Asset management and stewardship

Stewardship and responsible investment

Collectively the £263bn LGPS funds are one of the largest 10 global sources of capital and can influence behavioural changes that lead to better stewardship by the global asset management community and the entities and places they invest in.

All LGPS funds have published their Investment Strategy Statement (replacing Statement of Investment Principles) and comply with the Myners Principles as these are LGPS statutory requirements.

The UK Stewardship Code (second edition 2012) and global United Nations Principles of Responsible Investment (UNPRI) set out key principles of effective stewardship for asset owners to help them better to exercise their stewardship responsibilities.

Compliance with these UK and global sets of principles is not mandatory for LGPS funds but they have the support of the UK Government and Local Authority Pension Fund Forum (LAPFF).

As at 31st March 2017 some 28 (31%) were signatories to the Code and 8 funds (8%) (plus one pool company becoming a signatory in March 2018) are signatories to the UNPRI (see table below).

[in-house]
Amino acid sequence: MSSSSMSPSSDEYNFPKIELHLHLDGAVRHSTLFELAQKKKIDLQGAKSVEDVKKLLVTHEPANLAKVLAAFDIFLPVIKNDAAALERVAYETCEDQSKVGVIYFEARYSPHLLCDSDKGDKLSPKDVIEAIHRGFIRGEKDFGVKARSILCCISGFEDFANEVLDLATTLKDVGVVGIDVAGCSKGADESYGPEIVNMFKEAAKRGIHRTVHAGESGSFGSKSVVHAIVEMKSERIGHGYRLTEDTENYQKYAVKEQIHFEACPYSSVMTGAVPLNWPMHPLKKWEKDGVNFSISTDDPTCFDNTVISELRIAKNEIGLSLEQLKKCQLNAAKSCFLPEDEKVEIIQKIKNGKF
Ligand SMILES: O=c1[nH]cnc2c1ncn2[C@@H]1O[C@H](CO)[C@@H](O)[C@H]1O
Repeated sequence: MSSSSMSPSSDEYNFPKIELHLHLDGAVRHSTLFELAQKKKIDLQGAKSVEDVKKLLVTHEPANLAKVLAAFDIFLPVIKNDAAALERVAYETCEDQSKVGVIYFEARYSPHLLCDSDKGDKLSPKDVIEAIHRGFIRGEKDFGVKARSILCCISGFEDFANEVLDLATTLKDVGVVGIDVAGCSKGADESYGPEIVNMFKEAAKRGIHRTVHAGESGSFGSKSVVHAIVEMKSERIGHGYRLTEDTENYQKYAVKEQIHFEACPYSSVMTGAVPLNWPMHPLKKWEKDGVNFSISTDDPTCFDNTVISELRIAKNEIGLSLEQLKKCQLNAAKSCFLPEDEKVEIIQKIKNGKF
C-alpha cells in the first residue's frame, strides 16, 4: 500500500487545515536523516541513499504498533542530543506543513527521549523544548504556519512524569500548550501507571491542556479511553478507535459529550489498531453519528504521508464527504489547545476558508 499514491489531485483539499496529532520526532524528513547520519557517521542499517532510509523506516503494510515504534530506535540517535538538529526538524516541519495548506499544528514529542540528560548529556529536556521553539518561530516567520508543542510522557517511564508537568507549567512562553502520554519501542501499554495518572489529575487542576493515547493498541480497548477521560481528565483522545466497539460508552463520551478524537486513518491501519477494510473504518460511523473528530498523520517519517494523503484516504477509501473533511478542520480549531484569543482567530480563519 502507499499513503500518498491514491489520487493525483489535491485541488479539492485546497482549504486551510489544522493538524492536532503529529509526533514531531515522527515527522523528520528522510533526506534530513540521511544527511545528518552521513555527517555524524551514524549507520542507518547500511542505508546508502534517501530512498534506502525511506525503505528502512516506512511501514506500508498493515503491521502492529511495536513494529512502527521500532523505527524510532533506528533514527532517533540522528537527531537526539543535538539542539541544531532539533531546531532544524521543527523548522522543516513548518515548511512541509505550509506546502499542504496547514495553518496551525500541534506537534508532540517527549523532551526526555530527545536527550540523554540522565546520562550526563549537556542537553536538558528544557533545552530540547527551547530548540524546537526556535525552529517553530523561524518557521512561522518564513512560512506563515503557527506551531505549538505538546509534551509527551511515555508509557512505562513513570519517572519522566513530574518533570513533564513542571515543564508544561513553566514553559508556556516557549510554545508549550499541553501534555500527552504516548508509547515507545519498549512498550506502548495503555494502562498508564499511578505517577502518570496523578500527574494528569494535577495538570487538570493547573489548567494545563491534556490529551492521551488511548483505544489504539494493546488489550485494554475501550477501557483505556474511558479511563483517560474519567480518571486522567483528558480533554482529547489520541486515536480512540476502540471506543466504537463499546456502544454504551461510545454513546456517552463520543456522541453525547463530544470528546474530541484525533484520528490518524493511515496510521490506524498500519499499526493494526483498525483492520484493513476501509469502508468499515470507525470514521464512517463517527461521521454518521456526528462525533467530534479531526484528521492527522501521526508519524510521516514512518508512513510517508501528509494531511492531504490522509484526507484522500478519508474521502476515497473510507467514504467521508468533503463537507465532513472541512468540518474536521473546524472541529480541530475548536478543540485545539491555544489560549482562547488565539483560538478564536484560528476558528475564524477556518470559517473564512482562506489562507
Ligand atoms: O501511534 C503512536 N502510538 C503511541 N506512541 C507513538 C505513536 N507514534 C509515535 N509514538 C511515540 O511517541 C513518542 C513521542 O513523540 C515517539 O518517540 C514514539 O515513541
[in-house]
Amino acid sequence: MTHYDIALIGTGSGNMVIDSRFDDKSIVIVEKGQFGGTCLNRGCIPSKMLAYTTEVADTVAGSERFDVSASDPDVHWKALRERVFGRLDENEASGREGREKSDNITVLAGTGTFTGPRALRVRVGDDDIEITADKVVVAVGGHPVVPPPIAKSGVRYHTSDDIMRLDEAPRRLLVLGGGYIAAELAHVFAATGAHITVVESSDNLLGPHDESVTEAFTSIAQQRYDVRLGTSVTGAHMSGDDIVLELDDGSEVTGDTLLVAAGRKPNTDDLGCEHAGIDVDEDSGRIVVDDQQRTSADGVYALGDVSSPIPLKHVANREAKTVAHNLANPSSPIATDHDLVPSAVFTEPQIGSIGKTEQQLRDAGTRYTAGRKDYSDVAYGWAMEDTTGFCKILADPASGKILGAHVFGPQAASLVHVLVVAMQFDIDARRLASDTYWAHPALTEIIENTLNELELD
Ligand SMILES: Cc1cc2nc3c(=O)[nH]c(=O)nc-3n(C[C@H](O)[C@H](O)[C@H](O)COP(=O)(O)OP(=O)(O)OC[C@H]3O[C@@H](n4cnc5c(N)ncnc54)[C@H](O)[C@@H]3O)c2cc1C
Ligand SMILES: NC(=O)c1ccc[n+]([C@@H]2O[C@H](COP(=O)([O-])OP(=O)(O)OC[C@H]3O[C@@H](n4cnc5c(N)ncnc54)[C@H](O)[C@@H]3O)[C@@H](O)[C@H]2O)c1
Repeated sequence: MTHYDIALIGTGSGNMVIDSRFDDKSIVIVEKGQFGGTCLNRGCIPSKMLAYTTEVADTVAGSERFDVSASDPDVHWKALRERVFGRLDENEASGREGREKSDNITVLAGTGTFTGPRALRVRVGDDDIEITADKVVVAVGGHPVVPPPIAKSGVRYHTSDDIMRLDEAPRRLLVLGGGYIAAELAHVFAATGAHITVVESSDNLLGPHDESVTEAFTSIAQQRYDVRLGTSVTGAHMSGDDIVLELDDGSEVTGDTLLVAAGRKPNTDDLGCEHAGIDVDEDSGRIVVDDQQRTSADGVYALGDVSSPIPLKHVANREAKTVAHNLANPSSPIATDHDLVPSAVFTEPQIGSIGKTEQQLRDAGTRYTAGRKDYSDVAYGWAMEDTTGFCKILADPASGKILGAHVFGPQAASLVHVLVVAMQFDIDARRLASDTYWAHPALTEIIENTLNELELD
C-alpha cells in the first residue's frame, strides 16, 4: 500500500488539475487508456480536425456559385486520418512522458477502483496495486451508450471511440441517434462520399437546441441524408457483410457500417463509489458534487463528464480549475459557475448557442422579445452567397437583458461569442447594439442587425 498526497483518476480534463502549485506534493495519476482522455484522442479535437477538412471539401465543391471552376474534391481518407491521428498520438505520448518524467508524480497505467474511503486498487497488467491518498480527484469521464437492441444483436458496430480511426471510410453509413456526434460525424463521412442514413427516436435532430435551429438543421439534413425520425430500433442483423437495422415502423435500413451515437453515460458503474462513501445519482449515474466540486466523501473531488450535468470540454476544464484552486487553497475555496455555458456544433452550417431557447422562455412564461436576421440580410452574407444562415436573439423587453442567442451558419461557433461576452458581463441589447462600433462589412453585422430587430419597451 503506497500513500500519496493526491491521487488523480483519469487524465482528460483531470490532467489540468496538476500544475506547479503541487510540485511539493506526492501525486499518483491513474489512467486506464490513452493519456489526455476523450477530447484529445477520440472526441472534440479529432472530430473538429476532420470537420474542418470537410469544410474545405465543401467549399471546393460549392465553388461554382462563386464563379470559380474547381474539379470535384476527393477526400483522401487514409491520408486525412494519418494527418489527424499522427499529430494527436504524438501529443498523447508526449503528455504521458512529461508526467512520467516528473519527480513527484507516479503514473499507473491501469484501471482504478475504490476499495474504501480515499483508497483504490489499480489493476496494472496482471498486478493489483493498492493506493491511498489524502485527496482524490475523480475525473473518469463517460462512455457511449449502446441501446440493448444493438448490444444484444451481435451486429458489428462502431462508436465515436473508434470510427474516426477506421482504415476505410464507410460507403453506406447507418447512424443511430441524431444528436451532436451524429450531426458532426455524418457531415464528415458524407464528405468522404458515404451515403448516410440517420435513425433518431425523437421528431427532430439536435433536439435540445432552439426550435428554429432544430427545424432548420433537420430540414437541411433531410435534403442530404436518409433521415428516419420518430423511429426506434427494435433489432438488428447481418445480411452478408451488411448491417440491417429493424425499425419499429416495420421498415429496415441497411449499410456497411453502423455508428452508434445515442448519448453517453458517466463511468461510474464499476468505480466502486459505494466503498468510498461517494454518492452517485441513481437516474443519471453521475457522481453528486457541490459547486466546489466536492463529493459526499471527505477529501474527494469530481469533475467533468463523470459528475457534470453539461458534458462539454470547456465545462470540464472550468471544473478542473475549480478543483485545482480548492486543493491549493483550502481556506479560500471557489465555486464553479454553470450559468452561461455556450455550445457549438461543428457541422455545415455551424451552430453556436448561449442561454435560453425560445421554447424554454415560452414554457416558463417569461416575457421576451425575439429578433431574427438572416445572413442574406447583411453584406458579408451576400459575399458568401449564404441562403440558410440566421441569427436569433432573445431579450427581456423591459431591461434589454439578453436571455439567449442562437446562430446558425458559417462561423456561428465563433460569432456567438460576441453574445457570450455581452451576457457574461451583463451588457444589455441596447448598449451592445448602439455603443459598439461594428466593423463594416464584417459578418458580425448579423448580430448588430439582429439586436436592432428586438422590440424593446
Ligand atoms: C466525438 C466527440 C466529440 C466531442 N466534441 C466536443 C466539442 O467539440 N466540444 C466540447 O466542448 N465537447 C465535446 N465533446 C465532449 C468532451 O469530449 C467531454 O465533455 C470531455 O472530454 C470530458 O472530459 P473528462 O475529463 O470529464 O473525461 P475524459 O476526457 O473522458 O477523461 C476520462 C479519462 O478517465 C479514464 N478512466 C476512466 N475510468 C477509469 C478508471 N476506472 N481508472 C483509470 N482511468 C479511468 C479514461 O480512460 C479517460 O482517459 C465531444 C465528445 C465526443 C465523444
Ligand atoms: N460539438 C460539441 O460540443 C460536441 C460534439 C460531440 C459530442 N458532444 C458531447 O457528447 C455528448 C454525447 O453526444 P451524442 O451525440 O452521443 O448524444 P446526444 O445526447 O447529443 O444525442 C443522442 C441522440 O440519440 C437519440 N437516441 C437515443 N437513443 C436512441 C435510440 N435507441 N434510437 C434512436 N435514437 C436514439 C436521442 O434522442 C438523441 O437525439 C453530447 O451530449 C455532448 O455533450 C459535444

Signatory to UNPRI


Account Name

Signatory Category

HQ Country

Signature Date

Brunel Pension Partnership (BPP) Investment Manager United Kingdom 16/03/2018
Kent County Council Superannuation Fund Asset Owner United Kingdom 11/04/2016
Lancashire County Pension Fund Asset Owner United Kingdom 10/03/2015
Greater Manchester Pension Fund Asset Owner United Kingdom 06/05/2014
West Midlands Pension Fund Asset Owner United Kingdom 28/06/2011
Merseyside Pension Fund Asset Owner United Kingdom 10/10/2007
London Pensions Fund Authority (LPFA) Asset Owner United Kingdom 16/07/2007
Environment Agency Pension Fund Asset Owner United Kingdom 14/07/2006

Signatories to UK Stewardship Code



Tier 1

Tier 2

Signatories provide a good quality and transparent description of their approach to stewardship and explanations of an alternative approach where necessary. Signatories meet many of the reporting expectations but report less transparently on their approach to stewardship or do not provide explanations where they depart from provisions of the Code.

Avon Pension Fund London Borough of Hackney
Bedfordshire Pension Fund London Borough of Haringey
Clwyd Pension Fund London CIV
Cumbria Local Government Pension Scheme London Pensions Fund Authority
Derbyshire Pension Fund South Yorkshire Pensions Authority
East Riding Pension Fund Staffordshire Pension Fund